Sheep at Sunset_Latrabjarg_Iceland
This image was made at Latrabjarg, a major puffin site on the west coast of Iceland. There are said to be between 8 to 10 million puffins in Iceland - not bad for a country with a human population of around 320,000. The sun was setting and, with almost all of the tourists and other serious photographers gone, it was time to leave the puffins in peace.
I was making my way down the steep hill, adjacent to the massive cliffs on which the puffins perch, when I noticed some sheep grazing on the hillside off to the other side. I probably spent 15-20 minutes photographing members of the flock, both individually and in small groups. I feel I made some strong images of one or more sheep grazing against a distant cliff face in the background. In this case, one of the last images I made for the day, I noticed a group of sheep moving out of the wind into a shallow, grassy depression on the hillside.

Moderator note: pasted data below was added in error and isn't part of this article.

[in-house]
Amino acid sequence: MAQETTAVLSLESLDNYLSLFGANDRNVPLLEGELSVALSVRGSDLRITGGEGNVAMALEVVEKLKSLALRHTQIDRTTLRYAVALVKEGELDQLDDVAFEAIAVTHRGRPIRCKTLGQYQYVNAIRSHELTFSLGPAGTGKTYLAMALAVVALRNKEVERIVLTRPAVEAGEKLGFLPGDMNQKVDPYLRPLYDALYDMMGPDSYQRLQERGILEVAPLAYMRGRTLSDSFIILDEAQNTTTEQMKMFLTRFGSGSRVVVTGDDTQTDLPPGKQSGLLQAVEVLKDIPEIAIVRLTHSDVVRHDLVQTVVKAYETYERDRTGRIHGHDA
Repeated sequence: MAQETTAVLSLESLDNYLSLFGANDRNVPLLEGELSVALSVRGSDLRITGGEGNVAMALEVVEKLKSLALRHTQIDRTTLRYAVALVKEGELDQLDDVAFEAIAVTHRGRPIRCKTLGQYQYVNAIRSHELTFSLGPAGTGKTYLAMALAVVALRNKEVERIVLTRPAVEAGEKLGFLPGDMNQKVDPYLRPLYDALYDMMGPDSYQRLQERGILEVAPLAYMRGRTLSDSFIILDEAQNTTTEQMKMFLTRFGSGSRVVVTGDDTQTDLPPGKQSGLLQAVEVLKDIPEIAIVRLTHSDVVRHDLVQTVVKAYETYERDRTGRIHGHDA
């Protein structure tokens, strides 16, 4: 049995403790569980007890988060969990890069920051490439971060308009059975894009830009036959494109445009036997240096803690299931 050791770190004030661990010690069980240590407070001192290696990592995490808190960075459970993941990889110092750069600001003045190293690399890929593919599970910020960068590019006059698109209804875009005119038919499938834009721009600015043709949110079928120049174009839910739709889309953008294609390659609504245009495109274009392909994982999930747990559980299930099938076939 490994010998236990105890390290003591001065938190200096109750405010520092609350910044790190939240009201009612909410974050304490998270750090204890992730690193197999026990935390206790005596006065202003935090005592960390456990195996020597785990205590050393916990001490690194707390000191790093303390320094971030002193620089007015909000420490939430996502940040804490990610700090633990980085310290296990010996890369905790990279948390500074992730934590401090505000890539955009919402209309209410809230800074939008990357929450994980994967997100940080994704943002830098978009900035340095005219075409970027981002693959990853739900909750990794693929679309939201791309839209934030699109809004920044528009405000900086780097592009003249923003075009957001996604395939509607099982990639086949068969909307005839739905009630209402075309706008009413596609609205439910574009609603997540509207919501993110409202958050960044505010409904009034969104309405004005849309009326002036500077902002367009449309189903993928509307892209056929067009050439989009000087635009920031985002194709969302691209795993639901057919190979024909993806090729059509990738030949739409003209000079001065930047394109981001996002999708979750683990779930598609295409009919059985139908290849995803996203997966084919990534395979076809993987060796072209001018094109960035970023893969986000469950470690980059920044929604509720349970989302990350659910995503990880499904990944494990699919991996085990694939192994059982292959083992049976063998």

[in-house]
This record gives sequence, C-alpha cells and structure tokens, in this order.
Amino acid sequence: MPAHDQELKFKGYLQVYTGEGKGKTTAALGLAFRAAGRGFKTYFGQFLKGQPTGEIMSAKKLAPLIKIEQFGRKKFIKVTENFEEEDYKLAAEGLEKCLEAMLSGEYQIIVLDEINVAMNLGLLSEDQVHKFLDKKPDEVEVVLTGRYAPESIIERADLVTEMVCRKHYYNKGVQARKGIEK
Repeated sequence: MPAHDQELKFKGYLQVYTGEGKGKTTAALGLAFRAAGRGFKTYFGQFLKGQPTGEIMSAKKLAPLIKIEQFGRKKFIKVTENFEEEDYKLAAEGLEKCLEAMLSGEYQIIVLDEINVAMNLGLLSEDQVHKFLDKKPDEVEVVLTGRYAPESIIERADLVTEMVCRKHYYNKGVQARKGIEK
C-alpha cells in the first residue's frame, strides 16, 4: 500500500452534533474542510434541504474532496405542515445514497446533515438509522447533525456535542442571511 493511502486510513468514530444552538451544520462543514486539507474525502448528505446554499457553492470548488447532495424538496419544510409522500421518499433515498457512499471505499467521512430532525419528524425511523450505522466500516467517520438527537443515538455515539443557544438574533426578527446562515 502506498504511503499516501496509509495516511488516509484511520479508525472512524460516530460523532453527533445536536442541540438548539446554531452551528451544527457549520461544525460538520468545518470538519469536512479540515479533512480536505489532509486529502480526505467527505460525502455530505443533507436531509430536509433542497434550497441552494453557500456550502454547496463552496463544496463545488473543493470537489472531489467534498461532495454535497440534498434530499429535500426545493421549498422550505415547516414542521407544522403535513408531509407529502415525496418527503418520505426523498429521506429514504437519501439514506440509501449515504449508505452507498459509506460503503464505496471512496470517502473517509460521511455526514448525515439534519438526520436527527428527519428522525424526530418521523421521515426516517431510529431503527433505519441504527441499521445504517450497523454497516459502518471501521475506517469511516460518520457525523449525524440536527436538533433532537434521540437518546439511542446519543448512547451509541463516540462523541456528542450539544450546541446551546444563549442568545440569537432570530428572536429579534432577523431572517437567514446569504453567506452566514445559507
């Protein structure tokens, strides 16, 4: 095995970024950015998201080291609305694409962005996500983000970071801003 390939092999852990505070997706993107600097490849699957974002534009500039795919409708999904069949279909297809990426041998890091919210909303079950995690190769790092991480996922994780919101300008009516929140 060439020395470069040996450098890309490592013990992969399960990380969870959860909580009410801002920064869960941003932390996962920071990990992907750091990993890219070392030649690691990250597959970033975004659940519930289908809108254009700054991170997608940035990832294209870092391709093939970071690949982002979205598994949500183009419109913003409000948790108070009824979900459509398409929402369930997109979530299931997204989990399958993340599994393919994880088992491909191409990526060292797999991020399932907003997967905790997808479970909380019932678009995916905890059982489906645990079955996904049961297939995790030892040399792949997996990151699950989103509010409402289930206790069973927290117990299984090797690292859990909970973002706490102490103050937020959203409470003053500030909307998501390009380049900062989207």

I was attracted by the strong rim lighting that highlighted the rounded shape of the sheep against the very dark surroundings. This was an extremely high contrast scene with all but the brightly lit areas of the sheep in deep shade. I deliberately underexposed, probably the only time I have done so with a digital camera. This approach allowed me to hold onto a lot of the delicate highlight detail and also provided me with the minimum shutter speed required to bring a sense of sharpness to the most important moving sheep.
It did, however, result in a dark image with little shadow detail. Lifting the shadows out during processing would have created significant artefacts (e.g. noise). So, just as they drew me to the scene at the time, the success of the picture would be dependant on the rim lighting and the shape of the sheep against the dark surroundings.
I employed Adobe Lightroom 3 for basic processing and Adobe Photoshop CS5 to apply a rich sepia-like tone to the image. I'm happy with the mood achieved.
Photographing moving subject matter, hand-held with a telephoto lens, around dusk is never easy. All decisions relating to technique, composition and timing had to be made within just a few short seconds before the sheep turned and moved out into less desirable surroundings. Given the low light levels, extreme contrast and moving subject matter I'm quite happy with the final result from my visit to Latrabjarg.
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Glenn Guy, Travel Photography Guru